Tourniquets are simple and effective in the rapid control of catastrophic bleeds on limbs, but remember, that is all they are for.

Don’t forget to write the time of application on a TAC and place the TAC on the casualty where it can be clearly seen. Your casualty is now ‘Time Critical’, so inform the rescue operation/emergency services of this, and of course, at handover. 

IEC-03 Choking

The next video is accessed via an external website (Resus Council UK), and may use Flash Video. If you have any problems playing it, please go to Adobe’s Flash Player download page and download the Flash installer.

The video is about how to deal with a choking casualty. Remember the protocol ?

When you reach the Lifesaver website, please take the menu on the bottom line, and complete the “REBECCA” scenario.

IEC-01 Minor Head Injury

Please click on the link to access the NICE guidance on the assessment and early management of head injuries.

You only need to go through Sections 1.1 and 1.2, which relate to pre-hospital assessment and actions.

Now watch this video about the treatment of minor head injuries, and the things to watch out for which might indicate developing problems.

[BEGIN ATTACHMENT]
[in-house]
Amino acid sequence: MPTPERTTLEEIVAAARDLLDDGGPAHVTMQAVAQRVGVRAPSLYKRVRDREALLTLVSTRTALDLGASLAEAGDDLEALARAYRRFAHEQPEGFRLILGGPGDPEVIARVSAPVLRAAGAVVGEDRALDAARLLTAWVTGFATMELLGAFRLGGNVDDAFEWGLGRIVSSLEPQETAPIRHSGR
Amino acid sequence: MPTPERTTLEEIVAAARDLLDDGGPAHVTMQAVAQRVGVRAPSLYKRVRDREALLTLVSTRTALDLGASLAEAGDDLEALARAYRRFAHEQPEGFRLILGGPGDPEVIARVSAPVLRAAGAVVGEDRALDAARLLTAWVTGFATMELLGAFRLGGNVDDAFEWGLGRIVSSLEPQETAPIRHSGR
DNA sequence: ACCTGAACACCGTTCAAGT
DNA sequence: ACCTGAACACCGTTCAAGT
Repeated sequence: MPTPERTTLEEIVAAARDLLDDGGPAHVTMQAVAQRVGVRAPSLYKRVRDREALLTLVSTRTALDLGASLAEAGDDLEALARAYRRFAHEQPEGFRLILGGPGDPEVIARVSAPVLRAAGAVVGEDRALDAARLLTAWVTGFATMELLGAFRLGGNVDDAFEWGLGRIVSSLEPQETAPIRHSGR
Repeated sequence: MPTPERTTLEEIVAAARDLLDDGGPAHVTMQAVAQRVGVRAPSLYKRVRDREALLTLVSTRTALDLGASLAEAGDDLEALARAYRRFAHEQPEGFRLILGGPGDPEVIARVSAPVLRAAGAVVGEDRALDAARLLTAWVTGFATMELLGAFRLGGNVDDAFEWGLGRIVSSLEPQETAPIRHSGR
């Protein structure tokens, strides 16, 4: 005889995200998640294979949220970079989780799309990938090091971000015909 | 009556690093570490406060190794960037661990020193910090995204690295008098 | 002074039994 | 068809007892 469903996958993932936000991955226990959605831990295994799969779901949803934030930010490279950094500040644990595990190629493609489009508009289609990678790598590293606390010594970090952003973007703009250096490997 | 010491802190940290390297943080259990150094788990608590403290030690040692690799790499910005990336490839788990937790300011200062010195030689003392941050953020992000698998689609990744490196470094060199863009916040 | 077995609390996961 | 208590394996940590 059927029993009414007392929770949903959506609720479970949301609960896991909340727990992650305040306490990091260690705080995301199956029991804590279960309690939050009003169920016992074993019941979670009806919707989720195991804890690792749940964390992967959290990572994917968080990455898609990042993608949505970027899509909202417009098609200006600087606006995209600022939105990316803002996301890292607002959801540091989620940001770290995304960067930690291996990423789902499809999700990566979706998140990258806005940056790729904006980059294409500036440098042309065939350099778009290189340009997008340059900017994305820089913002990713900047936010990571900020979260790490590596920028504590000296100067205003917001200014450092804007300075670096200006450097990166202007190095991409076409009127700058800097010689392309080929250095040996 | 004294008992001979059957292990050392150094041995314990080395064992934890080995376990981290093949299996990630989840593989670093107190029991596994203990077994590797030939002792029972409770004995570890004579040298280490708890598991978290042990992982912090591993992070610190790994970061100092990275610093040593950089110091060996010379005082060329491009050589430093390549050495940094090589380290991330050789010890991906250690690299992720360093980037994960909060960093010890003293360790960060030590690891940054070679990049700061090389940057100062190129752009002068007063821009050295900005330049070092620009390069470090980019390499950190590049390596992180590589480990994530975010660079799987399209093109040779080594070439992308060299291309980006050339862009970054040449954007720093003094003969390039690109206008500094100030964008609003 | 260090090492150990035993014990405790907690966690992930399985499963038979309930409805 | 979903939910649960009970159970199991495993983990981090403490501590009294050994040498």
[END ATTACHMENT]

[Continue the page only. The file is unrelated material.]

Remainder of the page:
IEC-02 COVID-19 – Emergency Response to a Casualty with Suspected or Confirmed Case

The button below links to a series of short videos, covering the recommended emergency response to a casualty with either a suspected of confirmed case of COVID-19.

There are 4 video clips :-

  1. A practical demonstration of putting on (donning) and taking off (doffing) the PPE for aerosol generating procedures (AGPs)
  2. Approaching the casualty and treatment, using the SCENE approach and a modified Algorithm
  3. How to deal with a casualty who appears to be in cardiac arrest
  4. An overall summary.

To view the video, please click on the link below.